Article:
FDA still finds transvaginal mesh products too risky after final post-marketing study

After years of worrying about the risk of painful and debilitating pain complications of transvaginal mesh suffered by women who received products sold by a number of companies for use during pelvic repair surgery, federal regulators have concluded from a final post-marketing surveillance study conducted by Coloplat that the mesh is no better than native tissue repair, but carries much more risk.

Over the past decade, manufacturers have faced tens of thousands of transvaginal mesh pursuits worn by women, alleging the products are unreasonably unsafe and defective, and billions in mesh settlements have been paid by CR Bard, Boston Scientific, American Medical Systems (AMS), Coloplast and other manufacturers.

Post-marketing transvaginal mesh studies commissioned to assess risk

After years of aggressive marketing and promotion by manufacturers, transvaginal mesh has been widely used in the United States for the treatment of pelvic organ prolapse or female stress urinary incontinence, involving the use of synthetic mesh to strengthen a weakened vaginal wall or support the bladder.

Most of the products were introduced through the FDA’s controversial “fast track” approval process, which allowed manufacturers to introduce new products based on the design of earlier lattice products, without conducting extensive research to assess the safety or effectiveness of specific designs before they are widely used by the medical community.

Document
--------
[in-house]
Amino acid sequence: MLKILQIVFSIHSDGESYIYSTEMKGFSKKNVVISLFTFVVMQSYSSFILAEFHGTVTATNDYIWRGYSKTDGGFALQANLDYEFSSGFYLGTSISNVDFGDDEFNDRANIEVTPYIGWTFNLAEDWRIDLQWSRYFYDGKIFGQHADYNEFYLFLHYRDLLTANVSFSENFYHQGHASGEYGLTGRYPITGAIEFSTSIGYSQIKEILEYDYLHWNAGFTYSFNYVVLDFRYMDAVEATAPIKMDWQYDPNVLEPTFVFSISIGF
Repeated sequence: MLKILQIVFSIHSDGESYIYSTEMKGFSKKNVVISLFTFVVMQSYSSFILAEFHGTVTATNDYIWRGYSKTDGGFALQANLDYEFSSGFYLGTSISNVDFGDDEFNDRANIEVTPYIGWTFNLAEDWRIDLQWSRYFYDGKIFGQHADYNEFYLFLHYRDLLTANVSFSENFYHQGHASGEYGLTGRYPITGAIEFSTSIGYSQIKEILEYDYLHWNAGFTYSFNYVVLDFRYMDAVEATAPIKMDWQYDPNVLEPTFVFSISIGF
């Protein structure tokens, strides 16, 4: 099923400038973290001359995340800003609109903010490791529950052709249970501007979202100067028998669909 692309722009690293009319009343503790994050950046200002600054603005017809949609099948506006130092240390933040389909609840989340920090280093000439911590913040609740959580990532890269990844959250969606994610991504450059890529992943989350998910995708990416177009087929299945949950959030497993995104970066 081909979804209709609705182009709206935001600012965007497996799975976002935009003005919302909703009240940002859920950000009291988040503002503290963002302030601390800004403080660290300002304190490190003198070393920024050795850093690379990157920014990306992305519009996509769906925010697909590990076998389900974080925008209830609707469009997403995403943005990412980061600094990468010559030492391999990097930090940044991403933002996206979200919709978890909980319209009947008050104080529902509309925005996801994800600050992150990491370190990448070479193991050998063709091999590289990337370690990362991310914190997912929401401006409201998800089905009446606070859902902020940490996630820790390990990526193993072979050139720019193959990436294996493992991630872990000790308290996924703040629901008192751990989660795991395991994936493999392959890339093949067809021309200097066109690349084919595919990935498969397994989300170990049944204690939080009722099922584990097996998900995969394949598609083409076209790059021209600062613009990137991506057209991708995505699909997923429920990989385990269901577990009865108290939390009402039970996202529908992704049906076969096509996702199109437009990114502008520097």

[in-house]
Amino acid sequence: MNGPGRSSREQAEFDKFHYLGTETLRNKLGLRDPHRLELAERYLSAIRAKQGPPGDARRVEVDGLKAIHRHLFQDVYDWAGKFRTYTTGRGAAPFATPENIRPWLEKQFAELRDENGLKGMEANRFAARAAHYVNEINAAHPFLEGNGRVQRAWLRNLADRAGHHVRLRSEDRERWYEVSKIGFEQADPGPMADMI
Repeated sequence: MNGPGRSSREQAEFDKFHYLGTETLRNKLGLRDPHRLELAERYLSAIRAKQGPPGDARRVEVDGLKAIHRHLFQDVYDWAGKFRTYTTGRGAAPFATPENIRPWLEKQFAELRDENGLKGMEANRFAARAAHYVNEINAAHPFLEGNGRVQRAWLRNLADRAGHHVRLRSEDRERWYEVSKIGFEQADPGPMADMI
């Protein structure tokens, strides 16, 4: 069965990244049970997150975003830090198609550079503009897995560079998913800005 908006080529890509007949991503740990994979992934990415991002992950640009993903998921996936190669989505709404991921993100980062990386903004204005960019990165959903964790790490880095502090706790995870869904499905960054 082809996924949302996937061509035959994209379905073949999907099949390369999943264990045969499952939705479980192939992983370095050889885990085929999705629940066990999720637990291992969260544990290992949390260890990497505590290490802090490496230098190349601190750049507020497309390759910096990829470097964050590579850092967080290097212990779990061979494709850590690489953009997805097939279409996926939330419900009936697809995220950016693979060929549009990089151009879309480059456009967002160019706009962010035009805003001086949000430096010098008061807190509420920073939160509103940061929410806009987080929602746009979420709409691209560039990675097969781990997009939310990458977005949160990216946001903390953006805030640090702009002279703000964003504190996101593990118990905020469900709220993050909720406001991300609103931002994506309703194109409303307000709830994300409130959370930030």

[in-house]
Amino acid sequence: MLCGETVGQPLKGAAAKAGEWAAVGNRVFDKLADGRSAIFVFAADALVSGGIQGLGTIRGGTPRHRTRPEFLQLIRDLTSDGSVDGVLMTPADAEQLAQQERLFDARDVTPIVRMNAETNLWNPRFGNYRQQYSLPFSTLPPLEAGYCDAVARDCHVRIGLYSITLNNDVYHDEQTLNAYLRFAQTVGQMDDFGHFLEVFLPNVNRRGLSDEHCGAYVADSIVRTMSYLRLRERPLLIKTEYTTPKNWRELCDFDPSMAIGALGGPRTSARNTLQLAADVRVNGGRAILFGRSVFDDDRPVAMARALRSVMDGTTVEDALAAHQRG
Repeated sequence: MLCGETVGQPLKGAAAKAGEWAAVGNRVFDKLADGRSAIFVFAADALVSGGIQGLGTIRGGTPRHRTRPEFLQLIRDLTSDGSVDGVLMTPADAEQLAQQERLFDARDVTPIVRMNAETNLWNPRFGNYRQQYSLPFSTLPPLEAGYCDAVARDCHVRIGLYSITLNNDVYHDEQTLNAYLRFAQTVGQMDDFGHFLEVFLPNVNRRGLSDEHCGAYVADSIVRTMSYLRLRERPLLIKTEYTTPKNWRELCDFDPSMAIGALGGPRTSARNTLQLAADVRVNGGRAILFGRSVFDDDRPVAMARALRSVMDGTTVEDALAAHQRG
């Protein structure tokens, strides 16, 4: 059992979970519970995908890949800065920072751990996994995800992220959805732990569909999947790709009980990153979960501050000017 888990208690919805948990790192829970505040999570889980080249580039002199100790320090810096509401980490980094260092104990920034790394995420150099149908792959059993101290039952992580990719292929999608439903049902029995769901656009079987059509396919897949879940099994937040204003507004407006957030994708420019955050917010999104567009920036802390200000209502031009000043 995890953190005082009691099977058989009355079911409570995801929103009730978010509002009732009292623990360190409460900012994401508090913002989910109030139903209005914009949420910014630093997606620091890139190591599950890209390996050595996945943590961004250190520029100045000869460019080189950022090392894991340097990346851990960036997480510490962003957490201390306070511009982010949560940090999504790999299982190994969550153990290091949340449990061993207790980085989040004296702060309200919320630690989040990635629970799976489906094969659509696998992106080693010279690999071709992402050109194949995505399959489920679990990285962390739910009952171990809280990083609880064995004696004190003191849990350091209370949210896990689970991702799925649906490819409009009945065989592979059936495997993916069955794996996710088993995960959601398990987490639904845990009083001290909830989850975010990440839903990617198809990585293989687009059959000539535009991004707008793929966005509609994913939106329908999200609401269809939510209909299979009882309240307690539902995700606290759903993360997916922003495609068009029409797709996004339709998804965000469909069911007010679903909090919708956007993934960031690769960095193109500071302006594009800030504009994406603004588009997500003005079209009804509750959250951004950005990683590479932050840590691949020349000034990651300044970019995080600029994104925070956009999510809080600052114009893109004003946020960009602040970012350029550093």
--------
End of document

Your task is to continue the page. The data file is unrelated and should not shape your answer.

In 2012, the FDA ordered 33 different manufacturers to perform long-term testing post-marketing studies on transvaginal meshafter the agency issued warnings about problems faced by women when the mesh eroded in the vagina, contracted or shrunk, caused infections, pelvic pain, urinary problems, vaginal scarring and other complications.

While a number of manufacturers voluntarily chose to stop selling the products, studies by Boston Scientific and Coloplast did not provide sufficient evidence to support the mesh’s continued use, leading the FDA to announce that he was remove transvaginal mesh from the US market in 2019.

In August 2021, the FDA announced the results of federally mandated studies involving Boston Scientific’s transvaginal meshconcluding that the products performed no better than native tissue repair, while adding health risks, such as mesh exposure and erosion.

The agency has now released similar results from the latest ongoing post-marketing studies involving Coloplast transvaginal mesh products, which appear to confirm that the FDA has no intention of changing its view of the risks and benefits to this stage.

Denise W. Whigham